Using PCR-mediated gene disruption (Longtine et al., 1998), a single copy of the YNL026w gene was deleted in diploid yeast to generate the heterozygous strain IGY002. YNL026w is essential for viability in haploid progeny derived from IGY002. IGY002 was transformed with plasmid pYX213 carrying the OMP85 open reading frame under the control of the GAL1 promoter, sporulated, and dissected to generate the omp85Ø strain. IGY002 was alternatively transformed with a plasmid copy of YNL026w under the control of the MET25 promoter, sporulated, and dissected to generate the yeast strain IGY001 (omp85::HIS3, his3Δ, leu2-3,112, Δura3, ade2, p416MET25OMP85::URA3). Conditional omp85 mutants were constructed using low-fidelity PCR to mutate a fragment of DNA corresponding to the YNL026w gene followed by recombination of the mutant allele onto plasmid pRS314 in vivo (Gabriel et al., 2003) after transformation into IGY001. Trp+ transformants were selected at 25°C and screened for growth at 15°C, 25°C, and 37°C on minimal glucose media containing 5-fluoroorotic acid and appropriate growth supplements. Approximately 300 mutants were collected and screened for growth defects.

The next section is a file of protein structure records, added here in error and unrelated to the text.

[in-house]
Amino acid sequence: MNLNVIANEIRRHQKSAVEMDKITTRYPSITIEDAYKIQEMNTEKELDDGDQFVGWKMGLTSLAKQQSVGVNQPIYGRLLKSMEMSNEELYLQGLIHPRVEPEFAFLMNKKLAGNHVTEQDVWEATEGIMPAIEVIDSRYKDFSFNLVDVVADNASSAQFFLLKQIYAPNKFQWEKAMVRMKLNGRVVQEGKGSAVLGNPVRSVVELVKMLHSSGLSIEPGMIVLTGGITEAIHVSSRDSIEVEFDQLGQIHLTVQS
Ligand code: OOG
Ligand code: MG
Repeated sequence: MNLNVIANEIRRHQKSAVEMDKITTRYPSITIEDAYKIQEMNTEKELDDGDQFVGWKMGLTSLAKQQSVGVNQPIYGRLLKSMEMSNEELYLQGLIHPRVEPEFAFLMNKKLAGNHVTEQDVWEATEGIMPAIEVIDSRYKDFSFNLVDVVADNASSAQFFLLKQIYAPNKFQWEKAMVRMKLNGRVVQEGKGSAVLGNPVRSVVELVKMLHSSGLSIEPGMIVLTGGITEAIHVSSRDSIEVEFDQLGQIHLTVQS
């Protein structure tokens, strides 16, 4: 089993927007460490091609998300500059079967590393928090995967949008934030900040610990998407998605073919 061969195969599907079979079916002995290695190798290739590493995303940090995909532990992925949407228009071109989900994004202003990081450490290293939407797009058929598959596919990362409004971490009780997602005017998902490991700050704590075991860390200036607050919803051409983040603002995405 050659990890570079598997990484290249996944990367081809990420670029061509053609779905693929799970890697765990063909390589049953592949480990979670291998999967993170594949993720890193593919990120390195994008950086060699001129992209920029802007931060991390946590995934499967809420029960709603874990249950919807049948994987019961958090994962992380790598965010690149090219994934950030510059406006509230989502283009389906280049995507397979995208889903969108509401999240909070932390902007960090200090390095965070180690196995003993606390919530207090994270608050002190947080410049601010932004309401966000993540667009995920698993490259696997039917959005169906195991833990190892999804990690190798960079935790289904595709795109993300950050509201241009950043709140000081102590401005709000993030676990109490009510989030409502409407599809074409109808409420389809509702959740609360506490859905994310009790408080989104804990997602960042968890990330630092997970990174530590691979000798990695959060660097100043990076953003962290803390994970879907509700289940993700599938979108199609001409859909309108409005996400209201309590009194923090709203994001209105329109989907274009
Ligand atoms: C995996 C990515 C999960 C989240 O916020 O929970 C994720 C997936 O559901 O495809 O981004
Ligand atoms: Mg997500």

Mitochondria were isolated from wild-type or mutant yeast cells and characterized as previously described (Gabriel et al., 2003). Mitochondrial proteins were separated by SDS-PAGE or BN-PAGE and analyzed by immunoblotting according to previous methods (Krimmer et al., 2001; Model et al., 2001). Omp85 insertion into mitochondria was assessed according to methods for import of F1β (the β-subunit of the F1F0-ATP synthetase) and cytochrome b2 (Cyb2) into isolated mitochondria (Gabriel et al., 2003) and measurements of alkali-resistant insertion of VDAC (Krimmer et al., 2001).

Acknowledgments

We thank Susan Buchanan, Paul Gooley, Gina Nicoletti, and Terry Mulhern for critical discussions, Sepp Kohlwein (Karl-Franzens-Universität Graz, Graz, Austria) for antiserum recognizing Mas37, and Lena Burri and Peter Walsh for comments on the manuscript.

This work was supported by a grant from the Australian Research Council (to T. Lithgow) and Australian Postgraduate Research Awards (to I. Gentle and K. Gabriel).

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R. Waller's present address is Botany Department, University of British Columbia, Vancouver BC, V6T 1Z4, Canada.

Abbreviations used in this paper: TOM, translocase in the outer membrane of mitochondria; VDAC, voltage-dependent anion channel.